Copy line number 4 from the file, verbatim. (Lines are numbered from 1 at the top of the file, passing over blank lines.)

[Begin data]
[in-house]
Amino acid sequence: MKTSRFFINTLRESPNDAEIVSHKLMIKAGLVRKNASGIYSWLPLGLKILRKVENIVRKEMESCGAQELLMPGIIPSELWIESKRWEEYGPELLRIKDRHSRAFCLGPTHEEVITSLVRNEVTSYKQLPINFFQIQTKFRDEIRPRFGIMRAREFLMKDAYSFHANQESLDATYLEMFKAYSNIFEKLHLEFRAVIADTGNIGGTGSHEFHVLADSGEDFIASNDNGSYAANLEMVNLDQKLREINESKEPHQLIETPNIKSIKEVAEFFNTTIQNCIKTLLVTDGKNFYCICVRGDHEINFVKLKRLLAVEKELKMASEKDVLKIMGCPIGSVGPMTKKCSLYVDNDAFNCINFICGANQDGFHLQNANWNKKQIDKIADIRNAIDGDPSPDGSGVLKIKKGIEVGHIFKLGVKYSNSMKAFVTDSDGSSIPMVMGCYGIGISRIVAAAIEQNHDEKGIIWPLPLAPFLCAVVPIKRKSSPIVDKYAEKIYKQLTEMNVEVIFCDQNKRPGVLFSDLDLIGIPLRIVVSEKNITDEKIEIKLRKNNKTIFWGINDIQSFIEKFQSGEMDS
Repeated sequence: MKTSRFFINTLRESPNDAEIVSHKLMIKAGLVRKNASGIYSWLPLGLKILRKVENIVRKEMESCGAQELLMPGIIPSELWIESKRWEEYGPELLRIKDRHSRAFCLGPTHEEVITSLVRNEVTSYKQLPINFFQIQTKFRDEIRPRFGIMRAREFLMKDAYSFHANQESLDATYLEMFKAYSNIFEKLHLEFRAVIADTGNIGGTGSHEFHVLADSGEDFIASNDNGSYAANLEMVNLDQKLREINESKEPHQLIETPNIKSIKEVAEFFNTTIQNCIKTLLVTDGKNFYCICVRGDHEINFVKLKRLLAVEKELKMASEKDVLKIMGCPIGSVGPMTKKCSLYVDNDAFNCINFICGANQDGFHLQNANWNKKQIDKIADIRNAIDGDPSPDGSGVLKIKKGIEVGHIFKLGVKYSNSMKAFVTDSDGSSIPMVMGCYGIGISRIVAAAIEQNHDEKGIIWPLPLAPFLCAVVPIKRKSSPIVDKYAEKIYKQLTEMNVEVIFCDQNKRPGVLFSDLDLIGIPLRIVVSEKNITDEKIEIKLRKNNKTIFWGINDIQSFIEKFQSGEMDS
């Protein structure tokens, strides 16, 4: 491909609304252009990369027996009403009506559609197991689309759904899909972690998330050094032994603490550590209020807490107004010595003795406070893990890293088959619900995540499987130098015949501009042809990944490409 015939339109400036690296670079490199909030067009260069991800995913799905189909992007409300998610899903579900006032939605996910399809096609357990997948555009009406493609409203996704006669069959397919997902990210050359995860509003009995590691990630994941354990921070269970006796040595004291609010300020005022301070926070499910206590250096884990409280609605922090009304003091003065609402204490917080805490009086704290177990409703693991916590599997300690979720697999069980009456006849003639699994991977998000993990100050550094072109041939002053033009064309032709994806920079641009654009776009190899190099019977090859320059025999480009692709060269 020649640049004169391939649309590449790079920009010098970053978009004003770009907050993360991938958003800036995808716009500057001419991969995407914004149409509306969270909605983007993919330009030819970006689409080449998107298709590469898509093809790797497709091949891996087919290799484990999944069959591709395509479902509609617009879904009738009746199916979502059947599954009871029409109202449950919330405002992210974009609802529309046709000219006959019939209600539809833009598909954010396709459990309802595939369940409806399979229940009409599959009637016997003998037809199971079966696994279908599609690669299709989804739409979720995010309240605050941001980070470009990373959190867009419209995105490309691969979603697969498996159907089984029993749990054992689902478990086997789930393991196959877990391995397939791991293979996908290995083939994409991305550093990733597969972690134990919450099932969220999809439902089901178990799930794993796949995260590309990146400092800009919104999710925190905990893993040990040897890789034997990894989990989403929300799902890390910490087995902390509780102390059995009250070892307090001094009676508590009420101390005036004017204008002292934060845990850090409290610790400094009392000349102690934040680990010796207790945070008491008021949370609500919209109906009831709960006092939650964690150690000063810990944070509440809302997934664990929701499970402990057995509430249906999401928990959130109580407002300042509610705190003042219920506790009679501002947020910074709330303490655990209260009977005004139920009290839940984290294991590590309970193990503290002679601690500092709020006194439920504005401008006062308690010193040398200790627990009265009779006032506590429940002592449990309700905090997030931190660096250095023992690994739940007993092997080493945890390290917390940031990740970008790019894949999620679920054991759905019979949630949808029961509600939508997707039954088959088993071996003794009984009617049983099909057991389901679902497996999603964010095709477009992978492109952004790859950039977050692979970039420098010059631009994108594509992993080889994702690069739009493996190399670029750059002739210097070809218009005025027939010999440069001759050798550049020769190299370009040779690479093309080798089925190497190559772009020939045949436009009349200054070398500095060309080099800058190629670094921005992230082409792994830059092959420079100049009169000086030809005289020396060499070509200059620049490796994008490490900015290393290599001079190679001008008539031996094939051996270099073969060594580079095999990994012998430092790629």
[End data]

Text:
């Protein structure tokens, strides 16, 4: 491909609304252009990369027996009403009506559609197991689309759904899909972690998330050094032994603490550590209020807490107004010595003795406070893990890293088959619900995540499987130098015949501009042809990944490409 015939339109400036690296670079490199909030067009260069991800995913799905189909992007409300998610899903579900006032939605996910399809096609357990997948555009009406493609409203996704006669069959397919997902990210050359995860509003009995590691990630994941354990921070269970006796040595004291609010300020005022301070926070499910206590250096884990409280609605922090009304003091003065609402204490917080805490009086704290177990409703693991916590599997300690979720697999069980009456006849003639699994991977998000993990100050550094072109041939002053033009064309032709994806920079641009654009776009190899190099019977090859320059025999480009692709060269 020649640049004169391939649309590449790079920009010098970053978009004003770009907050993360991938958003800036995808716009500057001419991969995407914004149409509306969270909605983007993919330009030819970006689409080449998107298709590469898509093809790797497709091949891996087919290799484990999944069959591709395509479902509609617009879904009738009746199916979502059947599954009871029409109202449950919330405002992210974009609802529309046709000219006959019939209600539809833009598909954010396709459990309802595939369940409806399979229940009409599959009637016997003998037809199971079966696994279908599609690669299709989804739409979720995010309240605050941001980070470009990373959190867009419209995105490309691969979603697969498996159907089984029993749990054992689902478990086997789930393991196959877990391995397939791991293979996908290995083939994409991305550093990733597969972690134990919450099932969220999809439902089901178990799930794993796949995260590309990146400092800009919104999710925190905990893993040990040897890789034997990894989990989403929300799902890390910490087995902390509780102390059995009250070892307090001094009676508590009420101390005036004017204008002292934060845990850090409290610790400094009392000349102690934040680990010796207790945070008491008021949370609500919209109906009831709960006092939650964690150690000063810990944070509440809302997934664990929701499970402990057995509430249906999401928990959130109580407002300042509610705190003042219920506790009679501002947020910074709330303490655990209260009977005004139920009290839940984290294991590590309970193990503290002679601690500092709020006194439920504005401008006062308690010193040398200790627990009265009779006032506590429940002592449990309700905090997030931190660096250095023992690994739940007993092997080493945890390290917390940031990740970008790019894949999620679920054991759905019979949630949808029961509600939508997707039954088959088993071996003794009984009617049983099909057991389901679902497996999603964010095709477009992978492109952004790859950039977050692979970039420098010059631009994108594509992993080889994702690069739009493996190399670029750059002739210097070809218009005025027939010999440069001759050798550049020769190299370009040779690479093309080798089925190497190559772009020939045949436009009349200054070398500095060309080099800058190629670094921005992230082409792994830059092959420079100049009169000086030809005289020396060499070509200059620049490796994008490490900015290393290599001079190679001008008539031996094939051996270099073969060594580079095999990994012998430092790629």